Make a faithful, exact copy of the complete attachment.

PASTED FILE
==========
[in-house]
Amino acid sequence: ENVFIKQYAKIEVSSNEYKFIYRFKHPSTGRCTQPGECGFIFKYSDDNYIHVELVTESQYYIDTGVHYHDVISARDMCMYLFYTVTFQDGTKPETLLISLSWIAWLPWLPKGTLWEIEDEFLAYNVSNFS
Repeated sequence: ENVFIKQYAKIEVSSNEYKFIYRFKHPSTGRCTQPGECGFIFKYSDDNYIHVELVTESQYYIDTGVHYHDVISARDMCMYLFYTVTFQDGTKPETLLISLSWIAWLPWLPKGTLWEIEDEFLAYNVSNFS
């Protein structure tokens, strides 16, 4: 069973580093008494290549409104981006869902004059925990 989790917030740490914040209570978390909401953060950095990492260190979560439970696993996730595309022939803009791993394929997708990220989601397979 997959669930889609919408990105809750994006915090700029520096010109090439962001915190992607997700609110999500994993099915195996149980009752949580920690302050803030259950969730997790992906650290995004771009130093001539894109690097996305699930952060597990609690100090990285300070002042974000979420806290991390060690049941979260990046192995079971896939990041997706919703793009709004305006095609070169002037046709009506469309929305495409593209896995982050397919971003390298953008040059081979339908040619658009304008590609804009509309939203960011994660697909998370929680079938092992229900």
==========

[in-house]
Amino acid sequence: ENVFIKQYAKIEVSSNEYKFIYRFKHPSTGRCTQPGECGFIFKYSDDNYIHVELVTESQYYIDTGVHYHDVISARDMCMYLFYTVTFQDGTKPETLLISLSWIAWLPWLPKGTLWEIEDEFLAYNVSNFS
Repeated sequence: ENVFIKQYAKIEVSSNEYKFIYRFKHPSTGRCTQPGECGFIFKYSDDNYIHVELVTESQYYIDTGVHYHDVISARDMCMYLFYTVTFQDGTKPETLLISLSWIAWLPWLPKGTLWEIEDEFLAYNVSNFS
């Protein structure tokens, strides 16, 4: 069973580093008494290549409104981006869902004059925990 989790917030740490914040209570978390909401953060950095990492260190979560439970696993996730595309022939803009791993394929997708990220989601397979 997959669930889609919408990105809750994006915090700029520096010109090439962001915190992607997700609110999500994993099915195996149980009752949580920690302050803030259950969730997790992906650290995004771009130093001539894109690097996305699930952060597990609690100090990285300070002042974000979420806290991390060690049941979260990046192995079971896939990041997706919703793009709004305006095609070169002037046709009506469309929305495409593209896995982050397919971003390298953008040059081979339908040619658009304008590609804009509309939203960011994660697909998370929680079938092992229900």